Look Ma, no keyboard by Lynette Carew Reid
GroundCover™ Issue: 37
CORRIGIN, WA, farmer Brad Talbot first saw the PALM computer in use on a sugar beet property in North Dakota and instantly recognised the time it could save him.
That was 1999 when he and wife Jodie visited the USA as winners of a 1998 Golden Grain Grower award. But it was not until recently, when compatible Australian software was developed by local company Fairport Technologies, that he decided to huy the palm-size unit. With 2001 seeding now finished, it has proven the time-saver for which he had hoped.
He is looking forward to an electronic version of the GRDC's Paddock Diary that he can download from the web site at www.grdc.com.au for use on his PALM. The Paddock Diary software is being developed as a GRDC-supported project.
He believes the program will allow seasonally employed farm workers to enter data onto a second PALM computer without accidentally interfering with the data set on the main computer.
Freeing up the evenings
During seeding this year, the PALM computer helped the Talbots slash 75 per cent off the time normally taken transferring information from a notebook to the main computer.
On a busy day, it could take Mr Talbot an hour and a half at night to transfer data from his notebook.
Now, data such as seed, fertiliser and chemical rates, previously recorded on paper during the day, are entered directly into the PALM computer. In the evening he 'hot synchs', or downloads, the information and, by the time he pulls off his work boots, the task is virtually over.
Mr Talbot's PALM computer has eight megabytes of memory and runs Pocket PAM (Paddock Action Manager), the purpose-written program compatible with the full version already used by many farmers. Information is entered with a pen-like stylus, using graffiti, a language that simplifies letters and numbers for the computer to recognise. It takes a bit of time to learn, but the process is simplified by a game-like approach.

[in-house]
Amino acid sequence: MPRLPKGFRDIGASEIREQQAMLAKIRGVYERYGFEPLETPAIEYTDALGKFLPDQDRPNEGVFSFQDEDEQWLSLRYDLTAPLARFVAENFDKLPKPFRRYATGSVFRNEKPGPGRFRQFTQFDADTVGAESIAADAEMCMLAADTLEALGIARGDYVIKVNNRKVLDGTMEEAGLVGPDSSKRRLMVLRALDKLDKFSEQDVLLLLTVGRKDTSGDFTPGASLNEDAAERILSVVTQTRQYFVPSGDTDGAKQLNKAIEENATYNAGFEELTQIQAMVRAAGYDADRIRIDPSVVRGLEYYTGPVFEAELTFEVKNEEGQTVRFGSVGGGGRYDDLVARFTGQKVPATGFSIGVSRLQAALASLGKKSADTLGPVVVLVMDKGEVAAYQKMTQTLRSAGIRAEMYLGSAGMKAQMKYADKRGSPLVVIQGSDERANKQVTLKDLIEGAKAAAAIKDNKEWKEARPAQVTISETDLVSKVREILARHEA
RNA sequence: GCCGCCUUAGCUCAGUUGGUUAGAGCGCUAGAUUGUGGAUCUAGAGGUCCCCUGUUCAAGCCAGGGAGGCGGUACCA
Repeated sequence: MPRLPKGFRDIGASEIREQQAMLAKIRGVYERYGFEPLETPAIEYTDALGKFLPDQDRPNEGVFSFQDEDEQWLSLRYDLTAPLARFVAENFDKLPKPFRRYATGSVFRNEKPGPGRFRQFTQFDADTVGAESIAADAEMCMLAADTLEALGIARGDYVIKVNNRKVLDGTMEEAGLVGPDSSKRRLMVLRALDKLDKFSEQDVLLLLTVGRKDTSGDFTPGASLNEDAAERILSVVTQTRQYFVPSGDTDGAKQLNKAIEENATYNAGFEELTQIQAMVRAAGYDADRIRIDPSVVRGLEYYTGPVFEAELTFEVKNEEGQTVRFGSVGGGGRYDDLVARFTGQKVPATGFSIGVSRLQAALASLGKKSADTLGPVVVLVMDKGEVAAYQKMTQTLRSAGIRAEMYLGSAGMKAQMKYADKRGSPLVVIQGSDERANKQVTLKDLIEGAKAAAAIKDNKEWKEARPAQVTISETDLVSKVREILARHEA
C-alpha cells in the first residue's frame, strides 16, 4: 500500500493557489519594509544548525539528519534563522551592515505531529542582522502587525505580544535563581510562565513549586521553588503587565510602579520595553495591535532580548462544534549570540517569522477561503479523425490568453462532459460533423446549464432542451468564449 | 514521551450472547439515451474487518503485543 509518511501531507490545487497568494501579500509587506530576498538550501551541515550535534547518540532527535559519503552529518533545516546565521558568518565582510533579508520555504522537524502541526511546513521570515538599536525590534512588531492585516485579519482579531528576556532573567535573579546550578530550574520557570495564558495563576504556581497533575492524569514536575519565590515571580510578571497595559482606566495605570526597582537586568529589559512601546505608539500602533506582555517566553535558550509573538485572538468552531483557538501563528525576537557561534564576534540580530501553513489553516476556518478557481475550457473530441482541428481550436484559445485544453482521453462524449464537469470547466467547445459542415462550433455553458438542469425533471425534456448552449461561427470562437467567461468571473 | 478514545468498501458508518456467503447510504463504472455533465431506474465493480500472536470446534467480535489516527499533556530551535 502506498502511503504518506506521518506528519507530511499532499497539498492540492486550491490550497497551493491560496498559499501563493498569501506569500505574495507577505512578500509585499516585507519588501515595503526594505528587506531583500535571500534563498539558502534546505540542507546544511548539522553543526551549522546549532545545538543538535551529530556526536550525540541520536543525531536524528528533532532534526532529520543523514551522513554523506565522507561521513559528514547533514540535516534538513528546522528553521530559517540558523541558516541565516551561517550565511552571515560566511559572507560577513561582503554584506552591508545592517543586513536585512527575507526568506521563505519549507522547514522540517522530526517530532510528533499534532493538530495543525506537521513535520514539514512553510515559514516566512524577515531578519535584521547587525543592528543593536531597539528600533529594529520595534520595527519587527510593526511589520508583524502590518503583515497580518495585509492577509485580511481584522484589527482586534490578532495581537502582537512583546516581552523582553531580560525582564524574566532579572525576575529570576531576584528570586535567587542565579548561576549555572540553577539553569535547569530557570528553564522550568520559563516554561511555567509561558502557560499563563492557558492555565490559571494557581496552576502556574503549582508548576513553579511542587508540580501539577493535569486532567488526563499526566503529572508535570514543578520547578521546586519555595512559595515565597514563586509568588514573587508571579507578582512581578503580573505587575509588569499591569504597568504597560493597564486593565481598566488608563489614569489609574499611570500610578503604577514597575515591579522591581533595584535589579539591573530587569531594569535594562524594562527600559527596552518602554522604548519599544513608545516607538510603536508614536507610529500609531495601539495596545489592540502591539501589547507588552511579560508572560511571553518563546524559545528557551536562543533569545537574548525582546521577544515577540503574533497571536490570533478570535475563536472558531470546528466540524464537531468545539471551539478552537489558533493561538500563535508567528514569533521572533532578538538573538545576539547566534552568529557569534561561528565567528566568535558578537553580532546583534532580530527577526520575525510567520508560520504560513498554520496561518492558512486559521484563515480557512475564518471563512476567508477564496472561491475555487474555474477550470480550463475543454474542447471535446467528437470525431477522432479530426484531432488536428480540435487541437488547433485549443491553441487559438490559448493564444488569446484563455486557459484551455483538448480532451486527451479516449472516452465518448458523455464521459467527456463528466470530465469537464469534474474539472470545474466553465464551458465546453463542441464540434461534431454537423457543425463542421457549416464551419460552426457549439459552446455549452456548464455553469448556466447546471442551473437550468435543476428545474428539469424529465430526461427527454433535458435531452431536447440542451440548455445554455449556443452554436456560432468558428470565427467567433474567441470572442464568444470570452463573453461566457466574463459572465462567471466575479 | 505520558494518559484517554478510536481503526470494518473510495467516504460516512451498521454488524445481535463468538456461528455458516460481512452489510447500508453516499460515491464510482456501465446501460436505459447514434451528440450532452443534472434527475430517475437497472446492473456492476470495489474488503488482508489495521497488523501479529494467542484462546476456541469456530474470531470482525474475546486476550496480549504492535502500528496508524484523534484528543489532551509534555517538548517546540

Impressing the bank, and livestock records
Among other advantages could be the ease of impressing the bank. "Our bank manager doesn't know anything about farming. He treats us like any other business and there can't be any bleeding heart stories. You have to be as professional as any other business and it helps if you can print out a season or financial report and present it."
Mr Talbot believes it will be a real bonus in the sheep yards, saying many farmers don't use Pocket PAM for livestock because they can' t use their computers in the yards and it takes a lot of time to enter the information manually.
And quality assurance should become much easier. Mr Talbot would like to see present programming expanded to become a more comprehensive inventory, where batch numbers and expiry dates, for example, can be entered into the computer for the entire farm. Similarly, he would al so like to see a detailed section to record on-farm grain storage treatments and monitoring.
He has downloaded a number of worthwhile software programs from the Internet, including from the US company Farm Works, which has developed farm recording programs specifically for PALM computers.